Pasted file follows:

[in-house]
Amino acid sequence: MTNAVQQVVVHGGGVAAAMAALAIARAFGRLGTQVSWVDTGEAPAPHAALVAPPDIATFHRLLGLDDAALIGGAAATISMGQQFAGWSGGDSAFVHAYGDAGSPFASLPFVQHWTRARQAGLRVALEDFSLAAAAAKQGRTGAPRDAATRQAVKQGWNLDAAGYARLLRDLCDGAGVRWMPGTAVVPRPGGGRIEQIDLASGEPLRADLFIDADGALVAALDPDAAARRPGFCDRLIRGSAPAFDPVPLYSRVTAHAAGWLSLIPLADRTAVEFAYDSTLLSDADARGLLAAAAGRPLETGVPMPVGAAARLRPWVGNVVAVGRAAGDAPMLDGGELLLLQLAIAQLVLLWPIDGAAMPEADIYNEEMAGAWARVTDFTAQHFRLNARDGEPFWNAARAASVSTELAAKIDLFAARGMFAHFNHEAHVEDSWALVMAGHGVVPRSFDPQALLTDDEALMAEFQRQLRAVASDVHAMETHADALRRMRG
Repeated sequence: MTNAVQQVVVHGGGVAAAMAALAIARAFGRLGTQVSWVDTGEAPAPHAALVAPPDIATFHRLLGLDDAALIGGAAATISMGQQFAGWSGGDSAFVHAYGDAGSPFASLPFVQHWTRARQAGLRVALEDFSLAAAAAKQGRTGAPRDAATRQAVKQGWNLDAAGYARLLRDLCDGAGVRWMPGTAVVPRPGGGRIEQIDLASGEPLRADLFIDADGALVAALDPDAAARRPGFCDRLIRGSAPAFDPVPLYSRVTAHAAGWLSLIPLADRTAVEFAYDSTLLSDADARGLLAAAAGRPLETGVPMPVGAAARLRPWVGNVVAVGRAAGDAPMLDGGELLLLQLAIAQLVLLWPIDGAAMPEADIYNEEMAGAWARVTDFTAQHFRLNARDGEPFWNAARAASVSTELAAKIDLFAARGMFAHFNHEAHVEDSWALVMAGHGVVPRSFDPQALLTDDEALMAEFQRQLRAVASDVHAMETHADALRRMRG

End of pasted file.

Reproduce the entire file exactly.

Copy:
[in-house]
Amino acid sequence: MTNAVQQVVVHGGGVAAAMAALAIARAFGRLGTQVSWVDTGEAPAPHAALVAPPDIATFHRLLGLDDAALIGGAAATISMGQQFAGWSGGDSAFVHAYGDAGSPFASLPFVQHWTRARQAGLRVALEDFSLAAAAAKQGRTGAPRDAATRQAVKQGWNLDAAGYARLLRDLCDGAGVRWMPGTAVVPRPGGGRIEQIDLASGEPLRADLFIDADGALVAALDPDAAARRPGFCDRLIRGSAPAFDPVPLYSRVTAHAAGWLSLIPLADRTAVEFAYDSTLLSDADARGLLAAAAGRPLETGVPMPVGAAARLRPWVGNVVAVGRAAGDAPMLDGGELLLLQLAIAQLVLLWPIDGAAMPEADIYNEEMAGAWARVTDFTAQHFRLNARDGEPFWNAARAASVSTELAAKIDLFAARGMFAHFNHEAHVEDSWALVMAGHGVVPRSFDPQALLTDDEALMAEFQRQLRAVASDVHAMETHADALRRMRG
Repeated sequence: MTNAVQQVVVHGGGVAAAMAALAIARAFGRLGTQVSWVDTGEAPAPHAALVAPPDIATFHRLLGLDDAALIGGAAATISMGQQFAGWSGGDSAFVHAYGDAGSPFASLPFVQHWTRARQAGLRVALEDFSLAAAAAKQGRTGAPRDAATRQAVKQGWNLDAAGYARLLRDLCDGAGVRWMPGTAVVPRPGGGRIEQIDLASGEPLRADLFIDADGALVAALDPDAAARRPGFCDRLIRGSAPAFDPVPLYSRVTAHAAGWLSLIPLADRTAVEFAYDSTLLSDADARGLLAAAAGRPLETGVPMPVGAAARLRPWVGNVVAVGRAAGDAPMLDGGELLLLQLAIAQLVLLWPIDGAAMPEADIYNEEMAGAWARVTDFTAQHFRLNARDGEPFWNAARAASVSTELAAKIDLFAARGMFAHFNHEAHVEDSWALVMAGHGVVPRSFDPQALLTDDEALMAEFQRQLRAVASDVHAMETHADALRRMRG